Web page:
Tuesday, 2 October 2012

Big Book



Amusing look at White supremacism and sexism as experienced by the Black heroine of the title.

In keeping with the concept and practice of the extended family, the girl’s mother is angered when told her schoolmates have said she cannot be Peter Pan - in the school pantomime - because she is both female and Black.

But her Nana takes the wider view of ethnic-identity formation in her grand-daughter and demonstrates the White inconsistency-with-reality in making it a tradition in Anglo-White pantomimes that the principal boy is played by a woman; as well as the fact that Peter Pan - who never existed - is not described as being a member of any ethnic group such that his skin color is irrelevant to the ideas expressed in the play.

Nana shows Grace the example of a Black dancer as Juliet (in the ballet: Romeo & Juliet) as proof that you can be anything you want - despite the ignorance of others - given the right motivation.

Grace is shown as a resourceful child full of youthful curiosity about the world and herself - with a rich imagination. Like Mufaro’s Beautiful Daughters, Blackness is not shown as something odd or fearful, but as a norm that is as valid as any other - with illustrations that accurately depict youthful exuberance.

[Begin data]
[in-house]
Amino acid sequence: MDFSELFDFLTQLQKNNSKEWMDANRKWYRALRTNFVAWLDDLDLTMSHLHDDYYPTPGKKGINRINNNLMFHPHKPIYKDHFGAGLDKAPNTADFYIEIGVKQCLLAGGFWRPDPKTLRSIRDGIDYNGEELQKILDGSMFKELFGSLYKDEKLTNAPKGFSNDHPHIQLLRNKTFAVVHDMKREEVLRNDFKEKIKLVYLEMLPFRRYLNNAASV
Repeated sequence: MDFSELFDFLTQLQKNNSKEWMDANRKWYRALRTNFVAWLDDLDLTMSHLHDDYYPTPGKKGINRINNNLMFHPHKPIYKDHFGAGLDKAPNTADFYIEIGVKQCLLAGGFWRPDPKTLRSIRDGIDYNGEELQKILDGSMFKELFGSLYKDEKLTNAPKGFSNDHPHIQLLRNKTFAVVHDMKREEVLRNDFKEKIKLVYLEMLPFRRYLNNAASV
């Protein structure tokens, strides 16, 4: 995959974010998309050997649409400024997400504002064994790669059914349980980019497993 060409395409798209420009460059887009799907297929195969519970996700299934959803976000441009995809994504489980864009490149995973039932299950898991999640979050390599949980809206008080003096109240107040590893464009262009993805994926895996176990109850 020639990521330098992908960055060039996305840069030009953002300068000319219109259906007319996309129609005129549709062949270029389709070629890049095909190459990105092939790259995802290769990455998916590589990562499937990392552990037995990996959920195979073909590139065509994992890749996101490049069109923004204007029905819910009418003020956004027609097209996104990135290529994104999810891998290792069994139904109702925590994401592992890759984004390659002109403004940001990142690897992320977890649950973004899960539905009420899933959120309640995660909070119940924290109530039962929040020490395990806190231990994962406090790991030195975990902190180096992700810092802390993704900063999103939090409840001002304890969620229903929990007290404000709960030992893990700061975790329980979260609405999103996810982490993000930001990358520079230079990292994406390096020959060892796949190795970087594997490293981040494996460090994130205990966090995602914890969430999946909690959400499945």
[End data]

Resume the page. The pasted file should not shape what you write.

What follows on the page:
A very useful resource for Black parents to undermine the inherent Whiteness of Western culture in its claim that skin color and gender are destiny - socially-limited ones.

Racial-identity role-modeling never came so sweet and is packaged in an easily-accessible form that will not overwhelm its Black-child audience with overt and strident politics.

Copyright © 2012 Frank TALKER. Permission granted to reproduce and distribute it in any format; provided that mention of the author’s Weblog (http://whitespeak.blogspot.com/) is included: E-mail notification requested. All other rights reserved.

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